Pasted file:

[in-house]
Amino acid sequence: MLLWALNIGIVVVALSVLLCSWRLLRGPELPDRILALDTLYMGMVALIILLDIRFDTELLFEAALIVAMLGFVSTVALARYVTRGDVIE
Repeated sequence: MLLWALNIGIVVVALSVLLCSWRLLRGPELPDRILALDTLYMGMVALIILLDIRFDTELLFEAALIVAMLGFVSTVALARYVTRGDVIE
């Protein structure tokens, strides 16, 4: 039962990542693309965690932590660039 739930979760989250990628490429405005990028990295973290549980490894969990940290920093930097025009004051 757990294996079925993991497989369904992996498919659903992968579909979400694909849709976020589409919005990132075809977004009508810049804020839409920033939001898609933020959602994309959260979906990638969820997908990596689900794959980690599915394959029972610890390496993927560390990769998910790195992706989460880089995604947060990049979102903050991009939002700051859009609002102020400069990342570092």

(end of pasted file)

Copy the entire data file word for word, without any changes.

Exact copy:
[in-house]
Amino acid sequence: MLLWALNIGIVVVALSVLLCSWRLLRGPELPDRILALDTLYMGMVALIILLDIRFDTELLFEAALIVAMLGFVSTVALARYVTRGDVIE
Repeated sequence: MLLWALNIGIVVVALSVLLCSWRLLRGPELPDRILALDTLYMGMVALIILLDIRFDTELLFEAALIVAMLGFVSTVALARYVTRGDVIE
């Protein structure tokens, strides 16, 4: 039962990542693309965690932590660039 739930979760989250990628490429405005990028990295973290549980490894969990940290920093930097025009004051 757990294996079925993991497989369904992996498919659903992968579909979400694909849709976020589409919005990132075809977004009508810049804020839409920033939001898609933020959602994309959260979906990638969820997908990596689900794959980690599915394959029972610890390496993927560390990769998910790195992706989460880089995604947060990049979102903050991009939002700051859009609002102020400069990342570092």